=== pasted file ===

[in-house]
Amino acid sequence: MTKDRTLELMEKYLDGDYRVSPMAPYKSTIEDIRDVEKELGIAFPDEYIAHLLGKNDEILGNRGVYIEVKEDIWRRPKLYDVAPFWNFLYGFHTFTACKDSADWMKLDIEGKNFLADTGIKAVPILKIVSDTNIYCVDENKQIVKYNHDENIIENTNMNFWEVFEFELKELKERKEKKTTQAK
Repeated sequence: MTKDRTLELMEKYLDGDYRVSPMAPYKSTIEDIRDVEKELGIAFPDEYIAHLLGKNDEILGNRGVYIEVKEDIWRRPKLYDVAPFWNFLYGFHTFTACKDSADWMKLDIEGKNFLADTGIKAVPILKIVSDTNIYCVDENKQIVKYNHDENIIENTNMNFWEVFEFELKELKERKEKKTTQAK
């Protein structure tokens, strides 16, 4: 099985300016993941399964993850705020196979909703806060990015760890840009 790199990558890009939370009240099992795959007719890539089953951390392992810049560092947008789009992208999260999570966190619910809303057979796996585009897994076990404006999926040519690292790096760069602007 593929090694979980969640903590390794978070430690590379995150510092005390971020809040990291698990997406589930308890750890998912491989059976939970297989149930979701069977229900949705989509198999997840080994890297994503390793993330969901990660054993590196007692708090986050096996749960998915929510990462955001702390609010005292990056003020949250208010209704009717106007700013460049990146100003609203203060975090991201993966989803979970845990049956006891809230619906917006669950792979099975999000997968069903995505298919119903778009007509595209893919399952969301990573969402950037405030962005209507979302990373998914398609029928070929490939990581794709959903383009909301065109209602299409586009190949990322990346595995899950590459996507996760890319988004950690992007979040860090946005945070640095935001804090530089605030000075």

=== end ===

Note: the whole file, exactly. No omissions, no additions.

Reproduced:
[in-house]
Amino acid sequence: MTKDRTLELMEKYLDGDYRVSPMAPYKSTIEDIRDVEKELGIAFPDEYIAHLLGKNDEILGNRGVYIEVKEDIWRRPKLYDVAPFWNFLYGFHTFTACKDSADWMKLDIEGKNFLADTGIKAVPILKIVSDTNIYCVDENKQIVKYNHDENIIENTNMNFWEVFEFELKELKERKEKKTTQAK
Repeated sequence: MTKDRTLELMEKYLDGDYRVSPMAPYKSTIEDIRDVEKELGIAFPDEYIAHLLGKNDEILGNRGVYIEVKEDIWRRPKLYDVAPFWNFLYGFHTFTACKDSADWMKLDIEGKNFLADTGIKAVPILKIVSDTNIYCVDENKQIVKYNHDENIIENTNMNFWEVFEFELKELKERKEKKTTQAK
């Protein structure tokens, strides 16, 4: 099985300016993941399964993850705020196979909703806060990015760890840009 790199990558890009939370009240099992795959007719890539089953951390392992810049560092947008789009992208999260999570966190619910809303057979796996585009897994076990404006999926040519690292790096760069602007 593929090694979980969640903590390794978070430690590379995150510092005390971020809040990291698990997406589930308890750890998912491989059976939970297989149930979701069977229900949705989509198999997840080994890297994503390793993330969901990660054993590196007692708090986050096996749960998915929510990462955001702390609010005292990056003020949250208010209704009717106007700013460049990146100003609203203060975090991201993966989803979970845990049956006891809230619906917006669950792979099975999000997968069903995505298919119903778009007509595209893919399952969301990573969402950037405030962005209507979302990373998914398609029928070929490939990581794709959903383009909301065109209602299409586009190949990322990346595995899950590459996507996760890319988004950690992007979040860090946005945070640095935001804090530089605030000075």